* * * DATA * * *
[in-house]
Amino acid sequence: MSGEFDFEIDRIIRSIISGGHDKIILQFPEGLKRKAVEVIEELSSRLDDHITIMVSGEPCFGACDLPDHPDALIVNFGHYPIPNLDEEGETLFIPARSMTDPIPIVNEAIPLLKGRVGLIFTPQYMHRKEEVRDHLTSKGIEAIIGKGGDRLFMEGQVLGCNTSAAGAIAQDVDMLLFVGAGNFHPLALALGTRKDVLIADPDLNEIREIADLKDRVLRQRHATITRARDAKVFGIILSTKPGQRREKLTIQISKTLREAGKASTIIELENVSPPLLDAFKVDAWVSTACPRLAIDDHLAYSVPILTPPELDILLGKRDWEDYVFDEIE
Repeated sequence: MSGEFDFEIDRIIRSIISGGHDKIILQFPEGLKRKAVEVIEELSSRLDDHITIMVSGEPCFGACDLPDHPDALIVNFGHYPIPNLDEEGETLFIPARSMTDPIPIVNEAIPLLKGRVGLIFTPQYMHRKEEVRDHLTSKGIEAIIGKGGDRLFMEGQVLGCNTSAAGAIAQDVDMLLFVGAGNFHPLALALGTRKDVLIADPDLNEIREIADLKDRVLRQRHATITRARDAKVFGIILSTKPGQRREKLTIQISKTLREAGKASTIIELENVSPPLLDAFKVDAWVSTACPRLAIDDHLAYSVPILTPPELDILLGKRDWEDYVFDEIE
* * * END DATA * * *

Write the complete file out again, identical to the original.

[in-house]
Amino acid sequence: MSGEFDFEIDRIIRSIISGGHDKIILQFPEGLKRKAVEVIEELSSRLDDHITIMVSGEPCFGACDLPDHPDALIVNFGHYPIPNLDEEGETLFIPARSMTDPIPIVNEAIPLLKGRVGLIFTPQYMHRKEEVRDHLTSKGIEAIIGKGGDRLFMEGQVLGCNTSAAGAIAQDVDMLLFVGAGNFHPLALALGTRKDVLIADPDLNEIREIADLKDRVLRQRHATITRARDAKVFGIILSTKPGQRREKLTIQISKTLREAGKASTIIELENVSPPLLDAFKVDAWVSTACPRLAIDDHLAYSVPILTPPELDILLGKRDWEDYVFDEIE
Repeated sequence: MSGEFDFEIDRIIRSIISGGHDKIILQFPEGLKRKAVEVIEELSSRLDDHITIMVSGEPCFGACDLPDHPDALIVNFGHYPIPNLDEEGETLFIPARSMTDPIPIVNEAIPLLKGRVGLIFTPQYMHRKEEVRDHLTSKGIEAIIGKGGDRLFMEGQVLGCNTSAAGAIAQDVDMLLFVGAGNFHPLALALGTRKDVLIADPDLNEIREIADLKDRVLRQRHATITRARDAKVFGIILSTKPGQRREKLTIQISKTLREAGKASTIIELENVSPPLLDAFKVDAWVSTACPRLAIDDHLAYSVPILTPPELDILLGKRDWEDYVFDEIE